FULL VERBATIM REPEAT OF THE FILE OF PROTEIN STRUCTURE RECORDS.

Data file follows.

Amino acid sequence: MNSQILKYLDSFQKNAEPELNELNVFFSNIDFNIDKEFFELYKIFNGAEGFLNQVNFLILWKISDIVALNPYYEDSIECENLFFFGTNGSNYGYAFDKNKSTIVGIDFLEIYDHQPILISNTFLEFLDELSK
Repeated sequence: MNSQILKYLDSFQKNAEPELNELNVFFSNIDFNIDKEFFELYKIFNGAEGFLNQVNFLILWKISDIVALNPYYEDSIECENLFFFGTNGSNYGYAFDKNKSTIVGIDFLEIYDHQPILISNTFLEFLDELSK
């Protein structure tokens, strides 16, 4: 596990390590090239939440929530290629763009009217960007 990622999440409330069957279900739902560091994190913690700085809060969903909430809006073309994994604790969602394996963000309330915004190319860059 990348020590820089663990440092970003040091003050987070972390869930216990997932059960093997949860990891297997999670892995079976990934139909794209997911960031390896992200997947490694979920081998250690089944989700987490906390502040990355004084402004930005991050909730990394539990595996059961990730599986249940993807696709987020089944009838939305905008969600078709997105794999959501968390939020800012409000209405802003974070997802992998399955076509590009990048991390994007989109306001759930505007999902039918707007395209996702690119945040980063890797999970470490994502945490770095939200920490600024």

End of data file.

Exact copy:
Amino acid sequence: MNSQILKYLDSFQKNAEPELNELNVFFSNIDFNIDKEFFELYKIFNGAEGFLNQVNFLILWKISDIVALNPYYEDSIECENLFFFGTNGSNYGYAFDKNKSTIVGIDFLEIYDHQPILISNTFLEFLDELSK
Repeated sequence: MNSQILKYLDSFQKNAEPELNELNVFFSNIDFNIDKEFFELYKIFNGAEGFLNQVNFLILWKISDIVALNPYYEDSIECENLFFFGTNGSNYGYAFDKNKSTIVGIDFLEIYDHQPILISNTFLEFLDELSK
């Protein structure tokens, strides 16, 4: 596990390590090239939440929530290629763009009217960007 990622999440409330069957279900739902560091994190913690700085809060969903909430809006073309994994604790969602394996963000309330915004190319860059 990348020590820089663990440092970003040091003050987070972390869930216990997932059960093997949860990891297997999670892995079976990934139909794209997911960031390896992200997947490694979920081998250690089944989700987490906390502040990355004084402004930005991050909730990394539990595996059961990730599986249940993807696709987020089944009838939305905008969600078709997105794999959501968390939020800012409000209405802003974070997802992998399955076509590009990048991390994007989109306001759930505007999902039918707007395209996702690119945040980063890797999970470490994502945490770095939200920490600024």